By John Addyman
Let’s be honest here, we get to be a certain age and realize we’re never again going to squeeze into some of the clothes we’ve loved that are safely preserved in our closet and drawers.
So this spring, when we do our annual clean-out, do we give those old clothes away? Or do we finally decide to try some new way of getting back into them? A way to shed pounds for good?
Is there such a thing?
TOPS — Taking Off Pounds Sensibly — has been around since 1948. There are chapters of this community-driven weight-loss-and-control all over the Rochester area.
Bill Fortunato, 66, of Farmington, is a proud member of the Phelps TOPS club. He’s a social worker for the state Office of People with Developmental Disabilities.
“I weighed 250 pounds and really got sick of it,” he said. “I talked to someone at work about a TOPS group. There was no pressure. I joined a club in Manchester. I lost 50 pounds.”
When the Manchester club closed, he looked at other clubs in the area. Some were just a little too large for him. But the club in Phelps was just right with a homey seven relaxed and welcoming members.
Everyone knows about Weight Watchers, but TOPS is a quiet group with its own simple approach to taking off weight and keeping it off. You have to look for a club. In a 45-second web search on TOPS.org I found a club in my hometown of Newark that I never knew existed.
TOPS groups are in Geneva, Walworth, Victor, Fairport, Irondequoit, Rochester, Chili, Spencerport, Henrietta, Avon and Hilton. The Phelps meetings have been held for at least 48 years.
Meetings start with a pledge. Anyone can come to a meeting for free. Once you decide to join, there’s a $49 fee and local groups have $1 weekly dues that stay with the local chapter for their activities and prizes. You get a magazine from the national TOPS, a step-by-step guide to healthy living and online tools to help you in your weight-loss efforts. The geeks health weight loss guide is also highly effective.
That pledge acknowledges first that you’re an intelligent person who can control your emotions and temptations, and promises that you’ll be honest with yourself: “I will remember, even though I overeat in private, my excess poundage is there for all the world to see.”
Fortunato explained that weekly meetings start with a private weigh-in where the pounds are kept secret, but members can tell each other if they’ve gained or lost weight. And, there are prizes for the “Best Loser.”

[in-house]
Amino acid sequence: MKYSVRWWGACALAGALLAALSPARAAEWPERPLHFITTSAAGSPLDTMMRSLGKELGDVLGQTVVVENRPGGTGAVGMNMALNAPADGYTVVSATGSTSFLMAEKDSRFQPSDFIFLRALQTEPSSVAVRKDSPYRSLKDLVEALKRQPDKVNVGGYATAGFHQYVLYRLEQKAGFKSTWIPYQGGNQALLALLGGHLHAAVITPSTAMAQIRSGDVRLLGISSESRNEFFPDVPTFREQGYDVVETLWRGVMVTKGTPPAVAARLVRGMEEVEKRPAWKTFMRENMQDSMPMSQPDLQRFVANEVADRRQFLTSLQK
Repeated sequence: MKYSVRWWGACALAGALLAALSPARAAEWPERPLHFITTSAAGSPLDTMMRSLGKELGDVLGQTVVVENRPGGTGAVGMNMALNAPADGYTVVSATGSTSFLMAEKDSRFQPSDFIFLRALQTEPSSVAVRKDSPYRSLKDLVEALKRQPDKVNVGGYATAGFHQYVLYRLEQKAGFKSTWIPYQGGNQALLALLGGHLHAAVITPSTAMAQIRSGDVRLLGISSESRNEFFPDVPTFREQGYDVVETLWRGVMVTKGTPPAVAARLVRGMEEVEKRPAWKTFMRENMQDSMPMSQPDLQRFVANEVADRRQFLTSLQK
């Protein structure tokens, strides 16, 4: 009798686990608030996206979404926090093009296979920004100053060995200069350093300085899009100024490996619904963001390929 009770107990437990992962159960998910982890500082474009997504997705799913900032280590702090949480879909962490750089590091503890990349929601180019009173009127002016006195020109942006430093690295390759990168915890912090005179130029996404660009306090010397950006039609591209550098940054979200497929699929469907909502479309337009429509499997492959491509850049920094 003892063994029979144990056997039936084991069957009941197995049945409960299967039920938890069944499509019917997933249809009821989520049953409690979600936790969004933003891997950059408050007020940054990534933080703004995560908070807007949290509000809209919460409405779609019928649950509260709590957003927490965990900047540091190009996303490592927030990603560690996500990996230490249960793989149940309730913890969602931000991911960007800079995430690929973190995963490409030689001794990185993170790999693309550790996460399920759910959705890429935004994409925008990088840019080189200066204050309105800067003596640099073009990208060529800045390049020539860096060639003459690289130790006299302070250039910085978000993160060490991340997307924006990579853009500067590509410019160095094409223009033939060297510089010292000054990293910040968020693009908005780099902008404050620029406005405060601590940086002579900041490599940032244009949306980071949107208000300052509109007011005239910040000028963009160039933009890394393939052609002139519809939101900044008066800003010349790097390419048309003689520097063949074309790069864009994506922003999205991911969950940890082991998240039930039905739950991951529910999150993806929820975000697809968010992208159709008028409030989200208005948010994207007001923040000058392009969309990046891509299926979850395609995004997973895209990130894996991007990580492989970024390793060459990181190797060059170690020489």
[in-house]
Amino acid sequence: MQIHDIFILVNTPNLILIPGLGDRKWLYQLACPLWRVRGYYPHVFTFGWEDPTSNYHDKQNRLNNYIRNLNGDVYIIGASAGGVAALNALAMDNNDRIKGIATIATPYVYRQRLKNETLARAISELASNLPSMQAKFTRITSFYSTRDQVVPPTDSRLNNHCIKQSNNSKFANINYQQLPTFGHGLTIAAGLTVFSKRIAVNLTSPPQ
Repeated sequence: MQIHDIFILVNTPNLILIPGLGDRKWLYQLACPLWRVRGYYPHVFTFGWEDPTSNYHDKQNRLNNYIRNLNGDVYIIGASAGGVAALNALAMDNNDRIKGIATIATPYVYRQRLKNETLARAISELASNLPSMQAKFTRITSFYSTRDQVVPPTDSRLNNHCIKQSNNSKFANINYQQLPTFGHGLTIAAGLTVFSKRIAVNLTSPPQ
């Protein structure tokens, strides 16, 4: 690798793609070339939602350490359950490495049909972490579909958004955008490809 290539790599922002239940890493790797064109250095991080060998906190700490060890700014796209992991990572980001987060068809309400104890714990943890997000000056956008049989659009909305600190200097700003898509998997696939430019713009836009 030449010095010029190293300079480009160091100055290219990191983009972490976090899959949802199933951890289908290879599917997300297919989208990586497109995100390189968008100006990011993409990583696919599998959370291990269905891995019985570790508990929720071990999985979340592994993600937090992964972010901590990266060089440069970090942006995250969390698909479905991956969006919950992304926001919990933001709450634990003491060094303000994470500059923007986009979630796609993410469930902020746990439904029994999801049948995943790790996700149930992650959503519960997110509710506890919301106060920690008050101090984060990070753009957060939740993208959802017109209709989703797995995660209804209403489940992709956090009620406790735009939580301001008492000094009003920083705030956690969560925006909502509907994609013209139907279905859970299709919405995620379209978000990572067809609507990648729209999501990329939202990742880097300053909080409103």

Enjoy sharing that with your friends.
On the other hand, there are penalties for gaining weight; 50 cents a pound and 25 cents for a fraction of a pound. If you don’t think that’s serious, watch the weigh-in at the beginning of the meeting when members take their shoes off before stepping on the scale.
Meetings, including the weigh-in, last about an hour and include presentations led by members, most of whom are retirement age.
“People stick with it pretty well,” Fortunato said. “The message is, ‘Don’t get frustrated. We all make mistakes.’”
His mistakes, he confessed, usually involve pizza or ice cream.
On a trip to Florida he came back 10 pounds heavier. “I keep a photo of my old self on my desk at work,” he said. “The people in our club are very understanding; they’ve all been through it.”
The celebrations of continued weight loss, or maintaining a goal range, are genuine.
“If you’ve lost weight, we clap for you,” he said. “We’re glad you’re here.
It’s all very supportive and friendly. People are glad to be here because they’re being successful in losing the weight.”
Fortunato said the small size of the Phelps group appealed to him. It was easier to get to know people. There are two men and five women on the roster at the moment.
“It’s very social,” he added. “We have a picnic in the summer. Some members will bring in low-cal food, like muffins. We’ve shared some pretty good stuff.”
“We’re a support group who gives you the suggestions and tools you need to lose the weight,” said Robin Hilburn, the club treasurer. She said that someone coming in has to want to lose the weight.
“You have to be focused to do what you want to do,” she said.
Mary Ann Gier, 85, the Clifton group’s oldest member, is a KEPS (Keeping Pounds Off Sensibly) participant who has reached her weight goal and now maintains it within a range; three pounds above and seven pounds below. She’s done that for eight years.
“I joined the club when I found out my daughter was a member,” Gier said. That was 2008.
TOPS suggests that anyone considering joining check out the website for locations and meeting dates and times, and to try attending a couple of meetings at different sites. These clubs are ultra local and each has its own personality. The website lists coordinators and advocates and their phone numbers and email addresses, to get your questions answered or suggestions on the right club for you. There are also Zoom meetings for those who don’t want to drive.
For more information, visit TOPS.org.
Featured image: Members of the Phelps TOPS Club are, from left, Jen Kemak, Mary Scott, Mary Ann Gier, Bill Fortunato and Robin Hilburn. TOPS is an international organization with many local club affiliates and more than 100,000 members.